Home' Trinidad and Tobago Guardian : August 6th 2015 Contents RADHICA SOOKRAJ
Thousands of nurses and
auxiliary staff employed with
Regional Health Authorities are
threatening protest action if they
do not get their promised wage
Vice-chairman of T&T Registered
Nurses Association Kern Ramnath
said on Tuesday that nurses have
lost enthusiasm to work because of
deplorable work conditions and poor
"They are quite demotivated.
Over the past few months we have
had numerous concerns about
security. We complained and all
they did was change the security
company. We still do not have
surveillance cameras," Ram-
He said that several private
vehicles belonging to nurses
have been broken into while
parked in the compound of
the Couva Extended Care
"The security is unhelp-
ful and they are saying they
are not here to protect the
staff. We have wards which
are open to thoroughfare
and we have people who
sometimes come in here
with gunshot wounds. We
do not believe that staff or
patients are safe," Ramnath said.
He said the hospital had no nurses
"The nurses have nowhere to change
their clothes and they have to change
in the toilets," Ramnath said. He said
that the RHA staff were not unionised
but were still open to get the benefits
negotiated by the Public Service Asso-
Since negotiations closed earlier this
year with a 14 per cent increase, Ram-
nath said the RHA staff have not
received any wage increase.
Over 10,000 auxiliary staff and
between 2,500 to 3,000 RHA nurses
are affected," Ramnath said. He said
staff have since engaged in industrial
"We are not on a sick-out or a go
slow but we are not going beyond the
call of duty. We are not putting patients
at risk either but we will meet to take
further action," Ramnath said.
In response, chief executive officer
of the South West Regional Health
Authority Anil Gosine said the 14 per
cent wage increase negotiated by the
PSA had not filtered down to RHA
staff because it had not been sorted
out by the Health Ministry.
"We are awaiting directives from
the ministry on that. They have to
determine where the monies are com-
ing from and give us a directive. So
far we have no further information,"
He also said he was unaware of the
security breaches at the Couva facility
but intended to investigate.
If the West Indies has to be globally com-
petitive, higher education must be reconfigured
to include greater investment in innovation.
So said Guyanese President David Granger
during the opening of the University of the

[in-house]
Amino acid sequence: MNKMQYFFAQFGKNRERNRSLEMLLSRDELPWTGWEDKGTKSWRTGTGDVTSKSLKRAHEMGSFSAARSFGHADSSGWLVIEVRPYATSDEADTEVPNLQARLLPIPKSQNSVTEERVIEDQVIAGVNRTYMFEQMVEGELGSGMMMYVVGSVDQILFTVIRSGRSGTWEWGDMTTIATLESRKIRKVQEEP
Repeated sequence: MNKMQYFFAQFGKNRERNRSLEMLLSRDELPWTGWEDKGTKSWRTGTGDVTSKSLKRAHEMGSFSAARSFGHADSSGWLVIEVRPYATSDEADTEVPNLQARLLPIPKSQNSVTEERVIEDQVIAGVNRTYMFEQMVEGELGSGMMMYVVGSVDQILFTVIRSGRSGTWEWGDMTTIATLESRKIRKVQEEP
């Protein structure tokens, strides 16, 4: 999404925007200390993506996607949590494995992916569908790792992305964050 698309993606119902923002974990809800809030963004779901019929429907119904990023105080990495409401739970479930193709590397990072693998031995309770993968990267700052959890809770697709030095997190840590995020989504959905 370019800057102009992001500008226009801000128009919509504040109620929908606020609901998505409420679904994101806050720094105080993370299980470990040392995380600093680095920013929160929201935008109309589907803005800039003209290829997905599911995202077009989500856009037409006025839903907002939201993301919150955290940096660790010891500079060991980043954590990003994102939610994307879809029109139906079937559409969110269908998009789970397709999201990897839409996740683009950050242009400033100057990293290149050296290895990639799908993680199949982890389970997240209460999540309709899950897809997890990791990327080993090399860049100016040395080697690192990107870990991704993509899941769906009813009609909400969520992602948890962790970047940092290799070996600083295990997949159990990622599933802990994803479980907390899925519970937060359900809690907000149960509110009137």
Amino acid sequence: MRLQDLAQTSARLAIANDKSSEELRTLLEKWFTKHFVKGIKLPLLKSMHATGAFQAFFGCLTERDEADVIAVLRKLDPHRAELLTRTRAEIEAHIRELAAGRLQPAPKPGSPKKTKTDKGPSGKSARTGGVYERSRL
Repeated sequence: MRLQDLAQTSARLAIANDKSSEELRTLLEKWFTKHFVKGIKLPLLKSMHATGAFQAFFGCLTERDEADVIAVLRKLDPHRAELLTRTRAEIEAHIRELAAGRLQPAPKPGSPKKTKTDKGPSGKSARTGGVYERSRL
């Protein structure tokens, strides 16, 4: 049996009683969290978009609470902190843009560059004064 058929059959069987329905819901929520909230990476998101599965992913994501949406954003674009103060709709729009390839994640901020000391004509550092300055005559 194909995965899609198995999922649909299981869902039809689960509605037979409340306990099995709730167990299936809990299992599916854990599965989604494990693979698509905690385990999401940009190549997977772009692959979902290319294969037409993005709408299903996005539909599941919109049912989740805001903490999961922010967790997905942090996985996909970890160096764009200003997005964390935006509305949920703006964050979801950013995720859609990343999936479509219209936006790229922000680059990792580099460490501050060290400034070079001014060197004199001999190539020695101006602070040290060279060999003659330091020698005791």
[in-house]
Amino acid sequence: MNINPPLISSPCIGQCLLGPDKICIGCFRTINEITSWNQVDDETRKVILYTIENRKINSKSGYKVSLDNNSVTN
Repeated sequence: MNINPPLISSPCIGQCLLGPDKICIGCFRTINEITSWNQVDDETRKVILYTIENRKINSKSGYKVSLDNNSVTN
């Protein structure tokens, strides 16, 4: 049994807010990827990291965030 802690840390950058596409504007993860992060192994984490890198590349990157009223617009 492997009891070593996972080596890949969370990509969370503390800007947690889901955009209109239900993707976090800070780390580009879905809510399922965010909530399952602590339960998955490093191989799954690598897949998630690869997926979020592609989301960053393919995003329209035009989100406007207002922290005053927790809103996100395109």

West Indies $500 million law campus at M2
Ring Road, Debe, last week.
The campus, which met strong criticism
from the Opposition People s National
Movement, during its conceptualisation,
was declared open by Prime Minister
Kamla Persad-Bissessar, Tertiary Edu-
cation Minister Fazal Karim and
Oropouche East MP Dr Roodal Mooni-
lal.Built on 172 acres of land, it includes the
Faculty of Law, a moot court building,
campus library, academic building, halls
of residence, student union building,
recreational facilities, security services
buildings and guard booths as well as a
sewer treatment plant.
Granger said the West Indies had three
important tasks if it had to be compet-
itive. He said higher education was the
driving force behind those tasks.
"Higher education has to help to build
an economy that is more resilient than
the one we inherited from the planters
and landlords from the old mercantile
"We have to build more cohesive soci-
eties in which people are educated to
suppress the outdated social and class
differences. Our societies must eliminate
inequalities and eradicate extreme
"We have to build a more inclusive political
system where people can be empowered to par-
ticipate fully in locally and democratic organ-
isations in which they can feel confident in their
elected officials and representatives," he added.
He said higher education was no longer for
the privileged class.
"It functions best when inequality can be
removed, when access can be improved and
when an increasing number of people are pre-
pared," Granger said.
Explaining that the Caribbean must become
more innovative, he added: "We are blessed with
sufficient talent and resources to ensure a good
life. We need not be poor, ignorant or suffer
from debilitating lifestyles diseases or be victims
of crime. We can do better."
He said higher education in the Caribbean
must be reconfigured to support greater invest-
ment in innovation, architecture, agriculture,
culture, manufacturing, engineering, medicine,
science and business.
UWI s campus principal Professor Clement
Sankat promised that law would not be the only
discipline being taught at the campus.
"Our South Campus has the infrastructure
and capacity to host programmes from all fac-
ulties. I expect the faculty of Humanities and
Education, Social Sciences, Engineering to have
a presence here," Sankat said.
He said the campus would also house the
Roytec school and hopefully the UWI Arthur
Lok Jack Graduate School of Business.
Sankat said there was a pressing need for T&T
and the wider Caribbean to imagine a shared
future so that the region could become globally
no longer for
Guardian www.guardian.co.tt Thursday, August 6, 2015
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